Thursday, August 14, 2014

Fairchild Channel F

The Fairchild Channel F is a game console released by Fairchild Semiconductor in November 1976 at the retail price of $169.95 (equivalent to $700 in 2014). It has the distinction of being the first programmable ROM cartridge–based video game console, and the first console to use a microprocessor. It was launched as the Video Entertainment System, or VES, but when Atari released their VCS the next year, Fairchild renamed its machine. By 1977, the Fairchild Channel F had sold 250,000 units and trailed behind the VCS.

The Channel F electronics were designed by Jerry Lawson using the Fairchild F8 CPU, the first public outing of this processor. The F8 was very complex compared to the typical integrated circuits of the day, and had more inputs and outputs than other contemporary chips. Because chip packaging was not available with enough pins, the F8 was instead fabricated as a pair of chips that had to be used together to form a complete CPU.

Lawson worked with Nick Talesfore and Ron Smith. As manager of Industrial Design, Talesfore was responsible for the design of the hand controllers, console, and video game cartridges. Smith was responsible for the mechanical engineering of the video cartridges and hand controllers. All worked for Wilf Corigan, head of Fairchild Semiconductor, a division of Fairchild Camera & Instrument. The graphics are quite basic by modern standards.

The Channel F is only able to use one plane of graphics and one of four background colors per line, only three plot colors to choose from (red, green and blue) that turned into white if the background is set to black. A resolution of 128 × 64 with approximately 102 × 58 pixels visible and help from only 64 bytes of system RAM, half the amount of the Atari 2600.

The F8 processor at the heart of the console is able to produce enough AI to allow for player versus computer matches, a first in console history. All previous machines required a human opponent. One feature unique to this console is the 'hold' button, which allowed the player to freeze the game, change the time or change the speed of the game during the course of the game. In the original unit, sound is played through an internal speaker, rather than the TV set. However, the System II passed sound to the television through the RF modulator.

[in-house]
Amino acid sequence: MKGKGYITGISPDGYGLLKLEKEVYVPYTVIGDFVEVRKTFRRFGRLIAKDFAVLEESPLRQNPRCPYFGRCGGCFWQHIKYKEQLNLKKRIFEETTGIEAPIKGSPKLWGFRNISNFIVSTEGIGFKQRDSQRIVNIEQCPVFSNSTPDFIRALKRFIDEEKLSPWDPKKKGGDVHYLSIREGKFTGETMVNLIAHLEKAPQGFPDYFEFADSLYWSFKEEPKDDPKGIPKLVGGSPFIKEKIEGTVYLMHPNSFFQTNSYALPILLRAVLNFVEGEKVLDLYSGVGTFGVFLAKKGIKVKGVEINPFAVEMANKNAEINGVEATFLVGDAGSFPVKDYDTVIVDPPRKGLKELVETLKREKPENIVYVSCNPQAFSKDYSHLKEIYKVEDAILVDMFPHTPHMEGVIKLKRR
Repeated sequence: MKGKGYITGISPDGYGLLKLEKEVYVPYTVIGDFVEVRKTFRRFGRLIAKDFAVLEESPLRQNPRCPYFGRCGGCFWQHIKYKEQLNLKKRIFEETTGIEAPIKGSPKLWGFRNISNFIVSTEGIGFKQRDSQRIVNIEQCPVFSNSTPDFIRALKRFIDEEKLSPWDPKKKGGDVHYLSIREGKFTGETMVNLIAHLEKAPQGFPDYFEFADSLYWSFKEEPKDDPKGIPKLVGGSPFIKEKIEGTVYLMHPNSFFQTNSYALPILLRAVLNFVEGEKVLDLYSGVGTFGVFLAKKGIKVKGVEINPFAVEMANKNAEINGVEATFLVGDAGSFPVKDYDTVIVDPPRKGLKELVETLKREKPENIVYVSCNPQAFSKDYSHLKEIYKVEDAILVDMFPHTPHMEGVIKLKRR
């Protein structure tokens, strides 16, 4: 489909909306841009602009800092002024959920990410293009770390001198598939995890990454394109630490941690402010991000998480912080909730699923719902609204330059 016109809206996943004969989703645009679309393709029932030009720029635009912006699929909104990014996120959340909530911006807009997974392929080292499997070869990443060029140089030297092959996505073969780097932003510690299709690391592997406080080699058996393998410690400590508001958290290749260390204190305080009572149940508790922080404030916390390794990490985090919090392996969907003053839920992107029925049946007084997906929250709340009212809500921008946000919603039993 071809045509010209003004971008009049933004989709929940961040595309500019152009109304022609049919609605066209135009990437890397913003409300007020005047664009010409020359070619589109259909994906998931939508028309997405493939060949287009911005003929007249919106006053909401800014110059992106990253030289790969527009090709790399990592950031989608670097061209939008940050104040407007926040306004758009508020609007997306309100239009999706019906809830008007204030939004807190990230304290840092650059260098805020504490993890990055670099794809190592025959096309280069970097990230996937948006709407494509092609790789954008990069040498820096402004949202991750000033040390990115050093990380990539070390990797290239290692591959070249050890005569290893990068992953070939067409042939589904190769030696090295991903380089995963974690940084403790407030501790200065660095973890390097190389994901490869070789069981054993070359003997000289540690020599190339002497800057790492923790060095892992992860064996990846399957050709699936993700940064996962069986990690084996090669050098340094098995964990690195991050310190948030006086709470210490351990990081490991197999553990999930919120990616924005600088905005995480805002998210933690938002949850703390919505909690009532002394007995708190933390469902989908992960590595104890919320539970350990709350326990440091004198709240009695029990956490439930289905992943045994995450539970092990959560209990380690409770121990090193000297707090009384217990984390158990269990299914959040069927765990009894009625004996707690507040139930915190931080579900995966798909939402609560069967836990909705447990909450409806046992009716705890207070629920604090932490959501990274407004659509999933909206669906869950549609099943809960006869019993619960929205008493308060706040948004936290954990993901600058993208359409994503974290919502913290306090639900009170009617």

The controllers are a joystick without a base; the main body is a large hand grip with a triangular "cap" on top, the top being the portion that actually moved for eight-way directional control. It could be used as both a joystick and paddle (twist), and not only pushed down to operate as a fire button but also pulled up. The model 1 unit contained a small compartment for storing the controllers when moving it. The System II featured detachable controllers and had two holders at the back to wind the cable around and to store the controller in.

Zircon later offered a special control which featured an action button on the front of the joystick. It was marketed by Zircon as "Channel F Jet-Stick" in a letter sent out to registered owners before Christmas 1982. They also released it as an Atari-compatible controller called "Video Command", first released without the extra fire button. Before that, only the downwards plunge motion was connected and acted as the fire button; the pull-up and twist actions weren't connected to anything.

Twenty-seven cartridges, termed 'Videocarts', were officially released to consumers during the ownership of Fairchild and Zircon, the first twenty-one of which were released by Fairchild. Several of these cartridges were capable of playing more than one game and were typically priced at $19.95. The Videocarts were yellow and approximately the size and overall texture of an 8 track cartridge. They usually featured colorful label artwork. The earlier artwork was created by nationally known artist Tom Kamifuji and art directed by Nick Talesfore.

The console contained two built-in games, Tennis and Hockey, which were both advanced Pong clones. In Hockey the reflecting bar could be changed to diagonals by twisting the controller, and could move all over the playing field. Tennis was much like the original Pong.